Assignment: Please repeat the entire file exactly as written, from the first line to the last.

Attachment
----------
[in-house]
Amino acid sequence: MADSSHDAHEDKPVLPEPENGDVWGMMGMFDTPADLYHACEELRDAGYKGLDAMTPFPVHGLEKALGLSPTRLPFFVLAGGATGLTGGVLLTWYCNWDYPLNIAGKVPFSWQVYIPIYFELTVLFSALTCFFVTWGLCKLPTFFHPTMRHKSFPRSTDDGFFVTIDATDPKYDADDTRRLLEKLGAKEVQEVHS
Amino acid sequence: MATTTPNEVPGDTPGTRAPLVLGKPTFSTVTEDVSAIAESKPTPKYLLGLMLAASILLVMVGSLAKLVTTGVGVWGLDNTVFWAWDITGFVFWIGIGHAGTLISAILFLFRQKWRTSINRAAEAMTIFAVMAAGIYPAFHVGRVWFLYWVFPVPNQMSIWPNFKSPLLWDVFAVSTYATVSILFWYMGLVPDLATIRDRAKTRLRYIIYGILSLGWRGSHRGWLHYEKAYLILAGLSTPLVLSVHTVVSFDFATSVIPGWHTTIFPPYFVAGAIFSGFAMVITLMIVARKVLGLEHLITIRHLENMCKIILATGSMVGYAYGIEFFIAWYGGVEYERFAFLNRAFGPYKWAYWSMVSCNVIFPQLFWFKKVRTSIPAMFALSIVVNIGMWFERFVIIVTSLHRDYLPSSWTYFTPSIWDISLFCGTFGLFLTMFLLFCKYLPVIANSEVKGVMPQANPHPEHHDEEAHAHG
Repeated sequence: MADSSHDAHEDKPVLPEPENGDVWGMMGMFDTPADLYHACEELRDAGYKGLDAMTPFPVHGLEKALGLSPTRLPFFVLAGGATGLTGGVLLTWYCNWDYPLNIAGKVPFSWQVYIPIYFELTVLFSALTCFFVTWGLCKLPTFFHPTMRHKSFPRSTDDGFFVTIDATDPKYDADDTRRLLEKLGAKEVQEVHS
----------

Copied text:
[in-house]
Amino acid sequence: MADSSHDAHEDKPVLPEPENGDVWGMMGMFDTPADLYHACEELRDAGYKGLDAMTPFPVHGLEKALGLSPTRLPFFVLAGGATGLTGGVLLTWYCNWDYPLNIAGKVPFSWQVYIPIYFELTVLFSALTCFFVTWGLCKLPTFFHPTMRHKSFPRSTDDGFFVTIDATDPKYDADDTRRLLEKLGAKEVQEVHS
Amino acid sequence: MATTTPNEVPGDTPGTRAPLVLGKPTFSTVTEDVSAIAESKPTPKYLLGLMLAASILLVMVGSLAKLVTTGVGVWGLDNTVFWAWDITGFVFWIGIGHAGTLISAILFLFRQKWRTSINRAAEAMTIFAVMAAGIYPAFHVGRVWFLYWVFPVPNQMSIWPNFKSPLLWDVFAVSTYATVSILFWYMGLVPDLATIRDRAKTRLRYIIYGILSLGWRGSHRGWLHYEKAYLILAGLSTPLVLSVHTVVSFDFATSVIPGWHTTIFPPYFVAGAIFSGFAMVITLMIVARKVLGLEHLITIRHLENMCKIILATGSMVGYAYGIEFFIAWYGGVEYERFAFLNRAFGPYKWAYWSMVSCNVIFPQLFWFKKVRTSIPAMFALSIVVNIGMWFERFVIIVTSLHRDYLPSSWTYFTPSIWDISLFCGTFGLFLTMFLLFCKYLPVIANSEVKGVMPQANPHPEHHDEEAHAHG
Repeated sequence: MADSSHDAHEDKPVLPEPENGDVWGMMGMFDTPADLYHACEELRDAGYKGLDAMTPFPVHGLEKALGLSPTRLPFFVLAGGATGLTGGVLLTWYCNWDYPLNIAGKVPFSWQVYIPIYFELTVLFSALTCFFVTWGLCKLPTFFHPTMRHKSFPRSTDDGFFVTIDATDPKYDADDTRRLLEKLGAKEVQEVHS